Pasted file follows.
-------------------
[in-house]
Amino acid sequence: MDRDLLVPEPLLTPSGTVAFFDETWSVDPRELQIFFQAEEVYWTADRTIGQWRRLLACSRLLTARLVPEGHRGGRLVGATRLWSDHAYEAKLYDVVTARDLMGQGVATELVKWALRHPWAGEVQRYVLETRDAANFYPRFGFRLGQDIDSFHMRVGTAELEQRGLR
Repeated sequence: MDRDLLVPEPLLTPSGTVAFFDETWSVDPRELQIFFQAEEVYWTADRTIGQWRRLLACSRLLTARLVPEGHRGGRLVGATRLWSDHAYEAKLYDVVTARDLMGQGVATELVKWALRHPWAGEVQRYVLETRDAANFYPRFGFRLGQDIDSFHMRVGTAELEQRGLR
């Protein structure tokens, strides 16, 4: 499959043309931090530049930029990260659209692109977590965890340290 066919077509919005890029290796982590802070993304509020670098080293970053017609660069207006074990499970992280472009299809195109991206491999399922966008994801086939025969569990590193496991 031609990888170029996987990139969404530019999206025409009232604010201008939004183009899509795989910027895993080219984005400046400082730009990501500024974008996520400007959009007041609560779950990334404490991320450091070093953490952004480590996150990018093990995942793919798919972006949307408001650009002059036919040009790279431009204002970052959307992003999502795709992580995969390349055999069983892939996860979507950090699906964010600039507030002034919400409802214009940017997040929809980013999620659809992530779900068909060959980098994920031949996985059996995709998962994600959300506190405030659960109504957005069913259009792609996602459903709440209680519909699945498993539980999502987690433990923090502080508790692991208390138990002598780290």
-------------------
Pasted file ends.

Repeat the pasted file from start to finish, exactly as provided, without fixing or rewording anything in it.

[in-house]
Amino acid sequence: MDRDLLVPEPLLTPSGTVAFFDETWSVDPRELQIFFQAEEVYWTADRTIGQWRRLLACSRLLTARLVPEGHRGGRLVGATRLWSDHAYEAKLYDVVTARDLMGQGVATELVKWALRHPWAGEVQRYVLETRDAANFYPRFGFRLGQDIDSFHMRVGTAELEQRGLR
Repeated sequence: MDRDLLVPEPLLTPSGTVAFFDETWSVDPRELQIFFQAEEVYWTADRTIGQWRRLLACSRLLTARLVPEGHRGGRLVGATRLWSDHAYEAKLYDVVTARDLMGQGVATELVKWALRHPWAGEVQRYVLETRDAANFYPRFGFRLGQDIDSFHMRVGTAELEQRGLR
């Protein structure tokens, strides 16, 4: 499959043309931090530049930029990260659209692109977590965890340290 066919077509919005890029290796982590802070993304509020670098080293970053017609660069207006074990499970992280472009299809195109991206491999399922966008994801086939025969569990590193496991 031609990888170029996987990139969404530019999206025409009232604010201008939004183009899509795989910027895993080219984005400046400082730009990501500024974008996520400007959009007041609560779950990334404490991320450091070093953490952004480590996150990018093990995942793919798919972006949307408001650009002059036919040009790279431009204002970052959307992003999502795709992580995969390349055999069983892939996860979507950090699906964010600039507030002034919400409802214009940017997040929809980013999620659809992530779900068909060959980098994920031949996985059996995709998962994600959300506190405030659960109504957005069913259009792609996602459903709440209680519909699945498993539980999502987690433990923090502080508790692991208390138990002598780290």